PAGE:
"Medications to reduce weight are a bonus but only work effectively in the context of sound nutrition and activity advice, and weight loss can be maintained only in that context," he added.

"More Biologically Based Interventions Are Likely to Be Needed"

The paper represents the opinions of the authors and not of any organization — although all four are members of the US Obesity Society.

The idea for the piece came from some members of that society's public affairs committee, who expressed concern that many clinicians still believe " 'just eat less and move more' should be sufficient to treat chronic obesity, and it's the patient's fault if it is not," Dr Ochner told Medscape Medical News.

He and his coauthors explain that caloric restriction triggers biological adaptations in the human body that were originally intended to prevent starvation but that now undermine the long-term effectiveness of lifestyle modification by promoting excess calorie consumption and fat storage.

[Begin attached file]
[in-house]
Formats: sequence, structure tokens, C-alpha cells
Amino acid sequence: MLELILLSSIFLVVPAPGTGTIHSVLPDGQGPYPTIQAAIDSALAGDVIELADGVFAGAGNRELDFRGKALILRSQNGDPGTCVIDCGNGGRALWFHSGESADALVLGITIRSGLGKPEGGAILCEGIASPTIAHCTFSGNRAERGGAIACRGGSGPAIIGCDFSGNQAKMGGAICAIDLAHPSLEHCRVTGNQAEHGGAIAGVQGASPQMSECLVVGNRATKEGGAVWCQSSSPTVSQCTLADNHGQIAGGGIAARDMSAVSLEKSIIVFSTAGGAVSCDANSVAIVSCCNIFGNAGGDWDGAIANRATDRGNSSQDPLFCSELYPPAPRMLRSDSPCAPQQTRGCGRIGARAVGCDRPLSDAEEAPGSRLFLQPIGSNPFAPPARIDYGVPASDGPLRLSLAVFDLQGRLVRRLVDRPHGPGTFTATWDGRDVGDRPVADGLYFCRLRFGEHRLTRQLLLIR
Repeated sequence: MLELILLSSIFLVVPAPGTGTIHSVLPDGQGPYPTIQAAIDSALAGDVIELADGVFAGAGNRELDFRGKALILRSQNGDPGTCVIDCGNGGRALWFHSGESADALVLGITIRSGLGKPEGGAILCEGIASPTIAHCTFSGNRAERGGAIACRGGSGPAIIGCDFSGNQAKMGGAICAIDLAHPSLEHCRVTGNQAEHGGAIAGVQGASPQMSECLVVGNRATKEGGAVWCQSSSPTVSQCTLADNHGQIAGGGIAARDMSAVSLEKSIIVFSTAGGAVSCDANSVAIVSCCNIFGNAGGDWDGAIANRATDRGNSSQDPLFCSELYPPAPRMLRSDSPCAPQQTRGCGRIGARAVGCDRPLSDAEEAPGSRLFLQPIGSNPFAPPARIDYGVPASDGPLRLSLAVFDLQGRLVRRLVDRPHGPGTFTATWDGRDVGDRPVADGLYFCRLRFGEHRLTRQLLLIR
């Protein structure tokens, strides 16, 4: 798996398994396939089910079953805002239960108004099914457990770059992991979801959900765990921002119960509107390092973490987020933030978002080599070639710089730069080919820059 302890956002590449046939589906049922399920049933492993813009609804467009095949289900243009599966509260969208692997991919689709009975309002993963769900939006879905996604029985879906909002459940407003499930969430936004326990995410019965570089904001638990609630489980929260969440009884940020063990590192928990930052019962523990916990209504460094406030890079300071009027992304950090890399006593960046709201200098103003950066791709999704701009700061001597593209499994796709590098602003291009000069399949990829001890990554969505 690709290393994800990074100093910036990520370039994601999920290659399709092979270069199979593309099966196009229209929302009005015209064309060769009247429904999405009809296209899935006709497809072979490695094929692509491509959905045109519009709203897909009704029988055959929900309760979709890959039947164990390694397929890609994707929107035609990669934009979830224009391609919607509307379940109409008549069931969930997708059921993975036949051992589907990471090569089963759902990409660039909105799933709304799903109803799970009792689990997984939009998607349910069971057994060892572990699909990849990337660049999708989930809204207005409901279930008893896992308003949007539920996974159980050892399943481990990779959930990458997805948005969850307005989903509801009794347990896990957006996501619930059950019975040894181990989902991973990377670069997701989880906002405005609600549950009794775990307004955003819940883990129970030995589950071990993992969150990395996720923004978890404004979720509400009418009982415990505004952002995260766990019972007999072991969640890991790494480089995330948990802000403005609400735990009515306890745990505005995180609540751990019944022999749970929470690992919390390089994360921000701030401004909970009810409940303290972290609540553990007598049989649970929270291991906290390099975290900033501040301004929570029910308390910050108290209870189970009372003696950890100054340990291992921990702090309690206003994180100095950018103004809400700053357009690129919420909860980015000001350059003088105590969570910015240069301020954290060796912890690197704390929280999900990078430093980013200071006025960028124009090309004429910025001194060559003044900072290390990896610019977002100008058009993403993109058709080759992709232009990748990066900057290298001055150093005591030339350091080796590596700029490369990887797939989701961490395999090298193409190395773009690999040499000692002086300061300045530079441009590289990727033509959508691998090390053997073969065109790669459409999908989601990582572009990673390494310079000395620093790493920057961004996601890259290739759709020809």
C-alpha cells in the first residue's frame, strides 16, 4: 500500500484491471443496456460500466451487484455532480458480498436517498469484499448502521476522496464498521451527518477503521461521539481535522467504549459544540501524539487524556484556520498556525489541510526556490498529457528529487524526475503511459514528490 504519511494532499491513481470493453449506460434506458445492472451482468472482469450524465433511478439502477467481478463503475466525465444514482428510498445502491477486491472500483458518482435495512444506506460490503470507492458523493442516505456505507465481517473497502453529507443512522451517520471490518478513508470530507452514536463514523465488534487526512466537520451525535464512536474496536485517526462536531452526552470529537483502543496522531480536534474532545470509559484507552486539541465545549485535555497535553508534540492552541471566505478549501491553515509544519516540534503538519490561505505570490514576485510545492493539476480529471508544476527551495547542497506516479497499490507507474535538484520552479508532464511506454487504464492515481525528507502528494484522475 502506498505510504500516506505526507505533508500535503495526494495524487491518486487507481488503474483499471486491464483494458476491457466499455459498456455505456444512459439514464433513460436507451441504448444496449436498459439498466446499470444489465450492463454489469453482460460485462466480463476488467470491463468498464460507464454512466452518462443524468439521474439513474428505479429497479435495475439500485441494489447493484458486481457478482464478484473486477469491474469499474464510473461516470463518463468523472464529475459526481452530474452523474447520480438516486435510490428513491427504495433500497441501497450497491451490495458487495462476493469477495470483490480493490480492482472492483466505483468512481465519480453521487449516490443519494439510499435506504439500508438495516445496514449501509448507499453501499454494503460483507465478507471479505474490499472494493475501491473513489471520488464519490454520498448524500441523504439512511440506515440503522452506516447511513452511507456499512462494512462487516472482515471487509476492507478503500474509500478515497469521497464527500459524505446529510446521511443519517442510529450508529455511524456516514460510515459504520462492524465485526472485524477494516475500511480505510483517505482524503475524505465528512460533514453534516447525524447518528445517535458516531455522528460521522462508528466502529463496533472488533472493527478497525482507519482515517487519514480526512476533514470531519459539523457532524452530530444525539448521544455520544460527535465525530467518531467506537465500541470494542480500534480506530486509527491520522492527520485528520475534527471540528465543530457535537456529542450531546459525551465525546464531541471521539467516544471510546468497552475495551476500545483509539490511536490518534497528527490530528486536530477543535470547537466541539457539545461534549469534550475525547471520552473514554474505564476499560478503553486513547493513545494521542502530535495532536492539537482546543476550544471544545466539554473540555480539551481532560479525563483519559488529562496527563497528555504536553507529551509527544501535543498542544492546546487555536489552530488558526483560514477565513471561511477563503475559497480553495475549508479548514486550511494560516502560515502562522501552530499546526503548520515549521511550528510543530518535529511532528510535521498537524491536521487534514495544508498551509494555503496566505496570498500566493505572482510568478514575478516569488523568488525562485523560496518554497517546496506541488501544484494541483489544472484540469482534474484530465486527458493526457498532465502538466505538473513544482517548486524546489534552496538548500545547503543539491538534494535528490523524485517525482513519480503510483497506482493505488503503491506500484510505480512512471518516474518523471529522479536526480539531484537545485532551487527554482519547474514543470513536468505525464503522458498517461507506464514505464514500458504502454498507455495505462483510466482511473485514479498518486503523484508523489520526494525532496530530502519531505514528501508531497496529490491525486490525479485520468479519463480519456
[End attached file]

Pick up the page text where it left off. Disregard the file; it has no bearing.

"Because sustained obesity is in large part a biologically mediated disease, more biologically based interventions are likely to be needed to counter the compensatory adaptations that maintain an individual's highest lifetime body weight," they write.

Antiobesity drugs, bariatric surgery, and the newly approved intra-abdominal vagal-nerve–blockade device can all accomplish that to varying degrees, they note.

The authors provide tips for obesity prevention among overweight individuals and for the treatment of obesity. For prevention, they advise that clinicians address the importance of proper nutrition and physical activity, and for those who have lost weight, ensure they provide resources for weight-loss maintenance.

With regard to treatment, they recommend the implementation of a multifaceted individualized strategy, potentially including "highly structured diets, a high-protein diet, increases in physical activity, drugs, and bariatric surgery," noting that bariatric surgery is "the only effective long-term treatment for obesity available" and should be "recommended when appropriate."

They also advise, "Inform patients that powerful biological mechanisms encourage weight regain and use of biologically based treatments [such as] drugs is not a reflection of weak will."

Clinical Approach